canyon is a small waterfall. About 1.6 miles below Maple Camp
the stream suddenly plunges over a 20-foot dam in the canyon
floor. Occasionally a daring hiker will take off his backpack
and jump over the fall into the pool below, but to do so is foolhardy.
First of all it is impossible to see what rocks might lie below
the boiling water, and second, it is hard to imagine a more inconvenient
place to sustain an injury. Dont take the chance. There
is an easy way around the waterfall on the south side of the
Deep Creek joins the North Fork
at a wide confluence 0.8 miles below the waterfall. Beyond this
point you will notice a large change in the flow rate of the
river; about two thirds of the water flowing through the Zion
Narrows comes from Deep Creek. This canyon offers a popular side
trip and you may want to spend some time exploring-especially
if your assigned campsite is the Deep Creek Camp, located at
The other ten campsites are all
located in the next 2.5 miles downstream from Deep Creek. Unfortunately
the Park Service does not allow hikers to stipulate which site
they want, but if I were given the opportunity to pick one I
would probably choose the Kolob Creek Camp, 0.9 mile below Deep
Creek. This campsite is located on a high shaded bench, just
south of the Kolob Creek confluence. The site is very pretty,
but what makes it especially attractive is its proximity to Kolob
Canyon-the most interesting of all the Zion Narrows side canyons.
If you have a few extra hours to spend exploring on your way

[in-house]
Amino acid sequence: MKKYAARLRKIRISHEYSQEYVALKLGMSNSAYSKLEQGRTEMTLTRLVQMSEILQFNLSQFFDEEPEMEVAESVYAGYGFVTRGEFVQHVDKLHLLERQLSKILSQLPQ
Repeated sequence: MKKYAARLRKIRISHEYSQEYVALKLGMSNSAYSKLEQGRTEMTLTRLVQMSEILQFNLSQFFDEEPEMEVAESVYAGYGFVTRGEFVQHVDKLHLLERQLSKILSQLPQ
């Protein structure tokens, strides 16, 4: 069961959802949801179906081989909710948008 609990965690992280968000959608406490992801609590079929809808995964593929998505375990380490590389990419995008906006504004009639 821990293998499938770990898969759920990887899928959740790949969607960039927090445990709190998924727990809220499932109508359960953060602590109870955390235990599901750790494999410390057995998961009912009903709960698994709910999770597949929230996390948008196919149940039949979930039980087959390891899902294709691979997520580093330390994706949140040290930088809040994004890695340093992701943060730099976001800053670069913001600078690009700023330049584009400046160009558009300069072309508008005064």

through the narrows this is a good place to spend it. Kolob Canyon
is one of the best examples in Utah of a deep, narrow slot canyon.
The next side canyon you will pass
is Goose Creek Canyon, which merges into Zion Canyon 1.3 miles
below Kolob Creek. Goose Creek also provides a good opportunity
for side trips. It is a wider canyon than Kolob, with more vegetation
in the bottom. Goose Creek joins the North Fork on the west side
of the river near campsite number 10, the Alcove Camp.
Below Goose Creek you will pass
the last two campsites before coming to Big Spring, about 45
minutes away. Big Spring is a large gushing spring that cascades
out of the cliff face 10 feet above the river. It is the most
dramatic spring you will see on this hike, but between here and
the end of the trail you can count on seeing many other smaller
springs. This stretch of river passes through the geologic boundary
between the Navajo Sandstone and the Kayenta Formation. The Navajo
Sandstone is a porous rock with microscopic spaces between the
constituent particles of sand that allow water to seep down from
the plateaus above, while the Kayenta Formation contains layers
of clay and mudstone that effectively halt the waters downward
penetration. When the water reaches the Kayenta Formation hydrostatic
pressure from above pushes it out into the canyons where it is
seen as spring water.
Big Spring also marks the beginning
of the two-mile section of canyon commonly known as the Zion
Narrows. This part of the canyon is distinguished by its sheer
thousand-foot walls that rise above the river with little or
no sandy shore between. There is no high ground here; hence it
is not a place you would want to be during a storm. Under certain
conditions the water can rise very quickly, and people have died
in the past from flash floods in this section of the canyon.
When no storms are imminent, however, the danger is small. Just
use common sense and dont enter the narrows if the sky
looks like rain.
About the time you reach the mouth
of Orderville Canyon, 2.3 miles below Big Spring, the Zion Narrows
widens again and you will find a well-used trail to follow on
the sandy shore of the river. Also at this point you will begin
to see day hikers from the Temple of Sinawava-hundreds of them.
The remaining 2.7 miles of trail, from Orderville Canyon to the
road, is the most popular part of Zion Canyon, and on a typical
summer afternoon you will pass more than a thousand people splashing
in the water along this stretch of the canyon. Finally, for the
last mile you will be walking on the Gateway to the Narrows Trail,
a paved trail leading back to the congested parking lot at the
once serene Temple of Sinawava.